Speaking in English for the first time since becoming pope, Francis greeted Filipino and Asian Catholics at a conference on evangelization in Manila
Pope Francis brought joy to Catholics from the Philippines and other parts of Asia today when, speaking publicly in English for the first time, he greeted them in a video-recorded message as they participated in a conference on the new evangelization in Manila.
His three-minute video message was broadcast during morning mass at the University of Santo Tomas in Manila, October 18, to participants at the first Philippine Conference on the New Evangelization.
“I am happy to learn that you came to Manila from different parts of the Philippines and Asia”, he told them. “The Holy Spirit is actively at work in you. The Church of Christ is alive!” he added.
He expressed the hope that the conference would help them to “experience again the loving presence of Jesus in your lives”, to “love the Church more”, and to “share the Gospel to all people with humility and joy.”
“Don’t get tired of bringing the mercy of the Father to the poor, the sick, the abandoned, the young people and families”, he told them. He encouraged them to make Jesus known “in the world of politics, business, arts, science, technology and social media.”
He prayed that the Holy Spirit would “renew the creation and bring forth justice and peace in the Philippines and in the great continent of Asia that is close to my heart”.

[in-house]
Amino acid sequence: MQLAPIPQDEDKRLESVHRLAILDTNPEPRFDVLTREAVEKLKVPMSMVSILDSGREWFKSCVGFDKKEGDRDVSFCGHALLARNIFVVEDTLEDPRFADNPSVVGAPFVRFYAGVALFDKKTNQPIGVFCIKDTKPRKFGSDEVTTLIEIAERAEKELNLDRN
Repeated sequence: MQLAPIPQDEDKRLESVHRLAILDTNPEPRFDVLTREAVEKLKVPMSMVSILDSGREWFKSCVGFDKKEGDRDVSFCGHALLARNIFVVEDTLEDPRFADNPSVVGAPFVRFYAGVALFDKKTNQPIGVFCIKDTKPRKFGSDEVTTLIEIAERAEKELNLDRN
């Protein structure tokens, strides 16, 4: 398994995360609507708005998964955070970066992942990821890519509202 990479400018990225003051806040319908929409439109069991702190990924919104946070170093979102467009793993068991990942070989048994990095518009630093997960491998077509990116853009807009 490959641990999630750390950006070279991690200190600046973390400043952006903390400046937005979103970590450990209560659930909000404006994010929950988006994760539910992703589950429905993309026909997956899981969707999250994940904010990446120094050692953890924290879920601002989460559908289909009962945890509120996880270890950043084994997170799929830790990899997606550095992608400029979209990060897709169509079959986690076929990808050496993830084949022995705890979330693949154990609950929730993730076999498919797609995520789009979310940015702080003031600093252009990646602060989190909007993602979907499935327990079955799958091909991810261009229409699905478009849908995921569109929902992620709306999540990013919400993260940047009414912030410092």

Then looking at them straight in the eye, he asked them: “Please pray for me. I need it! And I promise to pray for you.” He concluded with these words in the Filipino language: “Viva the Philippines! Viva Asia! May God bless you!”
Cardinal Tagle, who was presiding at the mass, and the participants at the conference applauded warmly when the Pope finished speaking.
This was Pope Francis’ first time speaking in English in public since becoming pope; up to now he had only spoken in public in Italian, Spanish and Portuguese. He speaks Germany fluently but has not spoken it in public yet.
As for English, he studied it in Dublin, Ireland, for a couple of months in 1980. He reads it without difficulty, and can also understand it well when it is spoken clearly, but up to now he has been reluctant to speak in English in public because he feels his pronunciation is not sufficiently good.
His public debut in English today, however, was a distinct success: he spoke it as well, if not better than his immediate predecessors. Furthermore, it was significant that he has finally decided to speak in English, especially since he is considering to undertake visits to the Holy Land and to countries in Asia (including the Philippines) in 2014-15. Today, he signaled his intention to speak in English when he comes.